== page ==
This is the Martha Washington dime. It is believed to be the first metallurgical trials using the current cupro-nickel clad planchets. The Martha Washington obverse was designed by Edward R. Grove and the reverse is by Philip Fowler.
There are 6 examples in the Smithsonian embedded in two blocks of blue lucite along with J2116/P2082 and J2134/P2083. To view one of these blocks, click here.
In collectors hands, one was offered in the 2003 ANA sale and another in AU grade was offered by Heritage in their 2007 FUN sale. As of today, over a dozen are known.
Since then, additional information regarding these dies has come to light was is listed below.
In addition to the cupro-nickel clad examples listed above, these were also believed to have been struck as follows:
50% silver, 50% copper J2102
silver clad J2103
columbium (type 1) J2104
columbium (type 2) J2105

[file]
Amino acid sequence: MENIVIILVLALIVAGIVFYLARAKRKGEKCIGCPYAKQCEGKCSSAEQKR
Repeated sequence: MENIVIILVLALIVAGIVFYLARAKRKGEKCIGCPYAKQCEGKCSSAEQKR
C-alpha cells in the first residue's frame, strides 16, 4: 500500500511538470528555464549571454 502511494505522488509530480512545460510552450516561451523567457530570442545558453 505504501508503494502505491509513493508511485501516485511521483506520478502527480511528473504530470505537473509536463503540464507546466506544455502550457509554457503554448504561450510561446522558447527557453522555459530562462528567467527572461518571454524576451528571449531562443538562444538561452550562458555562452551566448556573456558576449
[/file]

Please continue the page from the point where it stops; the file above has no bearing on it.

Monel (nickel base alloy) J2107
nickel-5% silicon with magnetic core J2108
stainless steel (type 301-Type I) J2109
stainless steel (type 301-Type II) J2110
stainless steel (type 302) J2111
It is not known if any of these still exist.
A reverse die, of the second type, was offered in Heritage 2015 ANA sale.
The following additional information was added on July 27,2000
An off-center obverse copper dime trial of this design on a copperplated zinc planchet has since been discovered. For more information about this, click here.
Photo courtesy of the Numismatic Guaranty Corporation of America and Eagle Numismatics.
These dies are now used by the U.S. Mint to test various planchet sizes and alloys and also coining presses. They were used in 1999 to test the new "brass" planchet used on the Sacagawea dollar. To view one of these trial pieces, click here.
These dies were also given out to certain vendors including IDX Inc, PMX Industries and the Olin Brass Corporation by the Mint to test planchets and may be the source for the one or two pieces which have recently appeared in collector's hands.